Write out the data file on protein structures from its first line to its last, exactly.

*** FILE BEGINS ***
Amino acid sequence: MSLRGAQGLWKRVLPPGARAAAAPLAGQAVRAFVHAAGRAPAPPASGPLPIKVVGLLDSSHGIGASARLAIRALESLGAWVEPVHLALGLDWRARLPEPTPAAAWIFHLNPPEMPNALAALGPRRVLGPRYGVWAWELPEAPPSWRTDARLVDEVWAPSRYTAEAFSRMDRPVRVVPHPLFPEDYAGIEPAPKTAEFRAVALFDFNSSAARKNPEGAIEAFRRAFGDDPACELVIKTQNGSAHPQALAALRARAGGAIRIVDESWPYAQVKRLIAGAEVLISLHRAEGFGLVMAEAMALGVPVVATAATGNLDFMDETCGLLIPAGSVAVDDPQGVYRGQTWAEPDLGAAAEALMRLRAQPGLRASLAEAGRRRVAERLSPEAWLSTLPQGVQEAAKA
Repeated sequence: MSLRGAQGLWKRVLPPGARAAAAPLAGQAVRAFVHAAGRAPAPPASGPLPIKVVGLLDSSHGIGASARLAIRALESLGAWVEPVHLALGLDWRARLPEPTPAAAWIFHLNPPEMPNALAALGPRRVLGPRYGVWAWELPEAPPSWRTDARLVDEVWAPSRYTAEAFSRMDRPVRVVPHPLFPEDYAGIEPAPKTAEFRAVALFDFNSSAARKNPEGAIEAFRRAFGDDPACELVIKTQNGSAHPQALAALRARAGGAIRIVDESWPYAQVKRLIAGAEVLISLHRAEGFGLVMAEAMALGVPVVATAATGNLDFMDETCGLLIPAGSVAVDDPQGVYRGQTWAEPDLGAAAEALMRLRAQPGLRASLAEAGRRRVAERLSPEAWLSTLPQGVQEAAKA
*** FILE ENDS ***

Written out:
Amino acid sequence: MSLRGAQGLWKRVLPPGARAAAAPLAGQAVRAFVHAAGRAPAPPASGPLPIKVVGLLDSSHGIGASARLAIRALESLGAWVEPVHLALGLDWRARLPEPTPAAAWIFHLNPPEMPNALAALGPRRVLGPRYGVWAWELPEAPPSWRTDARLVDEVWAPSRYTAEAFSRMDRPVRVVPHPLFPEDYAGIEPAPKTAEFRAVALFDFNSSAARKNPEGAIEAFRRAFGDDPACELVIKTQNGSAHPQALAALRARAGGAIRIVDESWPYAQVKRLIAGAEVLISLHRAEGFGLVMAEAMALGVPVVATAATGNLDFMDETCGLLIPAGSVAVDDPQGVYRGQTWAEPDLGAAAEALMRLRAQPGLRASLAEAGRRRVAERLSPEAWLSTLPQGVQEAAKA
Repeated sequence: MSLRGAQGLWKRVLPPGARAAAAPLAGQAVRAFVHAAGRAPAPPASGPLPIKVVGLLDSSHGIGASARLAIRALESLGAWVEPVHLALGLDWRARLPEPTPAAAWIFHLNPPEMPNALAALGPRRVLGPRYGVWAWELPEAPPSWRTDARLVDEVWAPSRYTAEAFSRMDRPVRVVPHPLFPEDYAGIEPAPKTAEFRAVALFDFNSSAARKNPEGAIEAFRRAFGDDPACELVIKTQNGSAHPQALAALRARAGGAIRIVDESWPYAQVKRLIAGAEVLISLHRAEGFGLVMAEAMALGVPVVATAATGNLDFMDETCGLLIPAGSVAVDDPQGVYRGQTWAEPDLGAAAEALMRLRAQPGLRASLAEAGRRRVAERLSPEAWLSTLPQGVQEAAKA